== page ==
The discount viscount concludes his epistle with a rousing call to his own arms:

But if the liars tell lies about me, if the fraudsters deny the scientific truth when I speak it, if the cheats make up baseless personal attacks on me, then I have the opportunity to fight back, not so much on my own behalf as on behalf of the silent, broken millions who cannot speak for themselves and whom your political class no longer bothers to represent.

Monckton’s hypocrisy is breathtaking. He is a puffed-up propagandist who has repeatedly lied about many things, and who has misrepresented the science of climate at every one of the many opportunities he has been given by those campaigning against action to reduce emissions. When the “silent, broken millions” who will be hit by climate changes made worse by Monckton’s efforts wake up to his mendacity, his words will surely return to bite him on his upper class bum. And the sooner they do, the better.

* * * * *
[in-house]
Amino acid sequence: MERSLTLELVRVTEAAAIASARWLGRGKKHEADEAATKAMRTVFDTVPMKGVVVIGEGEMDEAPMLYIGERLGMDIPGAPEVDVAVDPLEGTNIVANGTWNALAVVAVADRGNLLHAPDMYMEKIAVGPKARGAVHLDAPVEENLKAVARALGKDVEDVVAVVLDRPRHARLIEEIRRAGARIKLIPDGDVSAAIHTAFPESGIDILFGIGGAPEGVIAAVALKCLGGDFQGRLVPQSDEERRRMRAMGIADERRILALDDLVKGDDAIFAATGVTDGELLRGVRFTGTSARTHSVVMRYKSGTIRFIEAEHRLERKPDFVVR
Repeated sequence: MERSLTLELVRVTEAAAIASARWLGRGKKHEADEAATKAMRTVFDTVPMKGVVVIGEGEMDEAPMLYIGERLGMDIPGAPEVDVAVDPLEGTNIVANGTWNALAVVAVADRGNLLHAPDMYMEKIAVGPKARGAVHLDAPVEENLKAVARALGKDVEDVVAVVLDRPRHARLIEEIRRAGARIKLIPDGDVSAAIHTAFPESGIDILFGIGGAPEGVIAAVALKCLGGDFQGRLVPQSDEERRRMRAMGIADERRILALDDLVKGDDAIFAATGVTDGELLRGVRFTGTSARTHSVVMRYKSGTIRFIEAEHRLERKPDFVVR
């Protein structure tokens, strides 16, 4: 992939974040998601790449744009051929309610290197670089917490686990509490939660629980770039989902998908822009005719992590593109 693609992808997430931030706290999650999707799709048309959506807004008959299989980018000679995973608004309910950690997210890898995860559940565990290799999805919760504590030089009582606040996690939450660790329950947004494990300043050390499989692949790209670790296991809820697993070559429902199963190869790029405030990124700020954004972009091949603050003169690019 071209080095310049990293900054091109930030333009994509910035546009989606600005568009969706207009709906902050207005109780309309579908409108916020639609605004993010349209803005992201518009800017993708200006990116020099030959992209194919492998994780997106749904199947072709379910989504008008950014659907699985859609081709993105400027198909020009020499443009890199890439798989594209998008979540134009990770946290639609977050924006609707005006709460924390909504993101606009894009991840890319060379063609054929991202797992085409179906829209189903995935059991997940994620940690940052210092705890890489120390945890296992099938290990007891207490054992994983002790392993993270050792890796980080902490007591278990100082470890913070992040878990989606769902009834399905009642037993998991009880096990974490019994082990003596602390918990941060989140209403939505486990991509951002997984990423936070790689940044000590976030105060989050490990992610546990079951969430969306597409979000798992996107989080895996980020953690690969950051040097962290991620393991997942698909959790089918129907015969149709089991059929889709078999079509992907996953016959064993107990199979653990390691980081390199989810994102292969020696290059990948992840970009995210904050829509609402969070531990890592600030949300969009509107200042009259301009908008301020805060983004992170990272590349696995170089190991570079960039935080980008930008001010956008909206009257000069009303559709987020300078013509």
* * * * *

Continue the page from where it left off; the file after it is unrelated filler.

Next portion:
Prat watch #6: My coup runneth over Gareth Renowden Apr 04

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Courtesy of the ever-helpful NZ Climate “Science” Coalition — you know, the guys who take money from American think tanks and found “charities” to sue scientists — I stumble on a remarkable exposition of the world view to which they subscribe. Apparently, “Climate criminals almost took control of the whole world by deception, a grand fraud. Money has changed hands on a vast scale due to a bunch of easily-dispelled untruths.” Really? Here’s another sample: